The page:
2. Evil Auditor

          Re: re: jurisdiction

          Thanks, Sir Lancelot

          (As a side note, I'd prefer the civil law system to the common law one)

    4. Anonymous Coward
      Anonymous Coward

      Re: re: jurisdiction

      It seems strange that a Belgian court would not have jurisdiction of what physically happens in Belgium

      The biggest problem I see is that it allows jurisdiction shopping: you just pick a jurisdiction that is desperate for your money and so shuts their eyes for all the law breaking you do (and yes, by that I mean the impression I have of the Irish Data Protection people) and away you go. For all of the EU.


      Here is a fun issue: the UK post Brexit could be in a position to ignore the dictats of Europe, including the ones on privacy. Sadly, given the trend we've seen in UK politics with Teresa May, I reckon that will result in fewer restrictions on privacy invasion, not more. It's a bit soon to have any idea which way this will go, but it's one of the many, many issues that the Brexit creates.

  3. Anonymous Coward
    Anonymous Coward

    Browsers (or at least firefox) should start shipping with 3rd party cookies turned off (normal users never change defaults).

    There's zero benefit to the user from being tracked across domains.

  4. hellwig

    So wait...

    In order to protect the security of its website, Facebook must use cookies, even if someone is not logged in to their service.

    Can someone explain this to me, because I'm thinking it's total B.S.

    Anyone who is a threat to their service probably knows to clear their history, use private browsers, TOR, etc...

    1. Sebastian A

      Re: So wait...

      Of course it's BS. But a 75+ year old judge won't know that and the amicus brief will come from someone who's pretending to be neutral but in reality is so deep in Facebook's pockets that they can smell Zuck's ball sweat.

      1. sgp

        Re: So wait...

        That's not what the article says. The judge only stated that he is not qualified to rule on the matter and that the Irish court is. If only there was some sort of supranational body to punish these privacy invaders...

  5. Anonymous Coward
    Anonymous Coward

    Translation: Bend Over... "bringing our services back online"

    Zuk is alienating half the net, Google is alienating the other 50%. The US doesn't give a fuck what anyone else thinks, no self-awareness about why this issue is important.

    Recalling the Tim-Berners-Lee article: WWW is spy net....Inventor of the World Wide Web, warned that the internet has become the "world's largest surveillance network."

    1. Mark 85 Silver badge

      Re: Translation: Bend Over... "bringing our services back online"

      The US doesn't give a fuck what anyone else thinks,

      In all fairness, that should read: "The US government doesn't give a fuck what anyone else thinks, " simple because as we all know (especially those of us who live in the States), the corporates and their lobbyists own the government. We, the people, may give a fuck, but that's about all we can do at this point short of bulldozing them (corporates and government) in the ground and starting over.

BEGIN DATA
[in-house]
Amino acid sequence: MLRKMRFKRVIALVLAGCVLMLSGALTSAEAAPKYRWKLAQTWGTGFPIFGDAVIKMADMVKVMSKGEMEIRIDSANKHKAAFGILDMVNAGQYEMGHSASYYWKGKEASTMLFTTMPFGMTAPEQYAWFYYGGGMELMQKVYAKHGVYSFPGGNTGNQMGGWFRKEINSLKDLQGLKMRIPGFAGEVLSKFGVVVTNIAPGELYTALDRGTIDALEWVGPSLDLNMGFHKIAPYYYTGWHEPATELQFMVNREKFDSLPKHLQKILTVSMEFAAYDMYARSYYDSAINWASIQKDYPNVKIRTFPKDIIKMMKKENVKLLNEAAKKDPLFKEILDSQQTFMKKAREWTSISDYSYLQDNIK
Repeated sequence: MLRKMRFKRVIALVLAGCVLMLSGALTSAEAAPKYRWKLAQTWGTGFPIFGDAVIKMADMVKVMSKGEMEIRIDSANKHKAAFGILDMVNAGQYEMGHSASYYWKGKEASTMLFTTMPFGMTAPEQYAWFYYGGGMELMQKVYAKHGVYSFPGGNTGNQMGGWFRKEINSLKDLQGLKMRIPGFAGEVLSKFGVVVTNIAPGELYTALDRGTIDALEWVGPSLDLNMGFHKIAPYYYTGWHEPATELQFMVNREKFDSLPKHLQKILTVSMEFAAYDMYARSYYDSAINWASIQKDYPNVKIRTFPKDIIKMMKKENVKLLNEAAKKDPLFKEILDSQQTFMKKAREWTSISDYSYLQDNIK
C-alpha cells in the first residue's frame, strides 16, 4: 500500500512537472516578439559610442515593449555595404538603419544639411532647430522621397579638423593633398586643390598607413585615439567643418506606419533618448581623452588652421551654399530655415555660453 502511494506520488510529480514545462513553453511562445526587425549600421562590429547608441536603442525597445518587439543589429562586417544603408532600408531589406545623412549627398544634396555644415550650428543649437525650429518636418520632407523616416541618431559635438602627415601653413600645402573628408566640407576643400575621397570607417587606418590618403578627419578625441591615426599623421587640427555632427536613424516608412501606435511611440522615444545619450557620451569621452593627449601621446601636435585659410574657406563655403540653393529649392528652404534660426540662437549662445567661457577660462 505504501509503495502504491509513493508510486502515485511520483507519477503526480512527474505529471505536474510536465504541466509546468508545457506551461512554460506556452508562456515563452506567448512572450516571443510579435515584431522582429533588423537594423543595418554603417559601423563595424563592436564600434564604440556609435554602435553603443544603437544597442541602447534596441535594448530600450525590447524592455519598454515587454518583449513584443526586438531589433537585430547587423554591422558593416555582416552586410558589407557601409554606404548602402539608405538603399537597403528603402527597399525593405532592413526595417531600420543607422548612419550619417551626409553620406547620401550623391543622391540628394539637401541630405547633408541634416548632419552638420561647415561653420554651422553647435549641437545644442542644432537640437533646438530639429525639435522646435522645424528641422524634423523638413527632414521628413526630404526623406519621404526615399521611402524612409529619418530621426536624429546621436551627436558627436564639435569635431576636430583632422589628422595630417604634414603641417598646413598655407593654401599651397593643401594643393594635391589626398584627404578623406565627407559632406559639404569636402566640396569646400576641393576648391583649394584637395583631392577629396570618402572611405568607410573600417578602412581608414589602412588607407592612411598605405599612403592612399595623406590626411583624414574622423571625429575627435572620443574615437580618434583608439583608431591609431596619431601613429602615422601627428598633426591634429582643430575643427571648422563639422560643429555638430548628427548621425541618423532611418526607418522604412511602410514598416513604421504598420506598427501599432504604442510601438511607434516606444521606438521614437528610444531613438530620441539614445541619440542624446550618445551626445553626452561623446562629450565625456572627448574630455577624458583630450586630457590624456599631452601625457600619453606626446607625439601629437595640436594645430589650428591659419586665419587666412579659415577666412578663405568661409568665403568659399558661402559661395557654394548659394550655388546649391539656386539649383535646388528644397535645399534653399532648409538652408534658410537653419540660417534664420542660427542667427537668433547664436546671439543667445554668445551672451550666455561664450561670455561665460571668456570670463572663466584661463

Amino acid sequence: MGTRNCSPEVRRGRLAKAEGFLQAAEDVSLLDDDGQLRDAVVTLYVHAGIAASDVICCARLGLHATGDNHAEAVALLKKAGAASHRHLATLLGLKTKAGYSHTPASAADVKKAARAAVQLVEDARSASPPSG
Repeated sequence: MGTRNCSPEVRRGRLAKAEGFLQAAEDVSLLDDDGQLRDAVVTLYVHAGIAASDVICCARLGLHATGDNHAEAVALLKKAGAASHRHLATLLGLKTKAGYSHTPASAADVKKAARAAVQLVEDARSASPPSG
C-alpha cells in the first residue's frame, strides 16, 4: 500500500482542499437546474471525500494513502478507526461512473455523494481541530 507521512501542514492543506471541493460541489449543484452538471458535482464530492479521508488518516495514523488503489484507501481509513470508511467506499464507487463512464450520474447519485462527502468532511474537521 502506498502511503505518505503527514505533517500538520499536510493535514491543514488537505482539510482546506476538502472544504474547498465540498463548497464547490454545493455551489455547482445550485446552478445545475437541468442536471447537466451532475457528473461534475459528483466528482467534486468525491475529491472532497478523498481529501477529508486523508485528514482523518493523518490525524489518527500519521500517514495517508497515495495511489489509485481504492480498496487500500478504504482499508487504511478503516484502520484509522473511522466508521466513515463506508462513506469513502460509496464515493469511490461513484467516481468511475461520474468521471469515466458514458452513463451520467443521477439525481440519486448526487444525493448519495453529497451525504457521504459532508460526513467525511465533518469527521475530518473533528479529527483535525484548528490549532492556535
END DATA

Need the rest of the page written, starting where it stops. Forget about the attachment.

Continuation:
6. Anonymous Coward
    Anonymous Coward

    RIP Privacy!

    "The Brussels appeals court also threw out the Belgian Privacy Commission's claim that the case was urgent and required expedited procedure."

    That last little bit says it all... The always unaccountable faceless judicial system has already been pwned by powerful US Corporations, even before the TTIP is signed!

  7. Anonymous Coward
    Anonymous Coward

    We need an Eirexit

    That would royally fuck them, wouldn't it!

    Every single Ad-Slinging US corporation would then be exposed!

  8. gerdesj Silver badge

    "and, bizarrely, that because the Belgian court order used the English words "cookie," "server," "home" and "browser" rather than Dutch equivalents, its decision should be annulled."

    As I wrote in the previous article on this: Cookie ******* IS ******* a Dutch word. In English it is a borrow word with Anglicized speling. From memory "kookje" is the original - which translates to "small cake" I believe.

    IANAL (Lexicographer) let alone an etymologist but forming legal arguments based on the putative language of a document has to be the worst example of skating on a thin metaphor. Frankly (wonder where that word came from) calling any set of words English, Dutch, French or whatever in a legal sense should be killed with fire. How on earth can you attempt to make a watertight legal case on such flimsy definitions? Do pidgins and patois count?

    If there is anyone here who knows better, where do "server", "home" and "browser" hail from? I'll make a guess that home is Scandinavian in origin and browser and server are convoluted!

    1. Jos V


      Gerdesh, very close:

      browser (n.)

      1845, "animal which browses," agent noun from browse (v.). In the computer sense by 1982.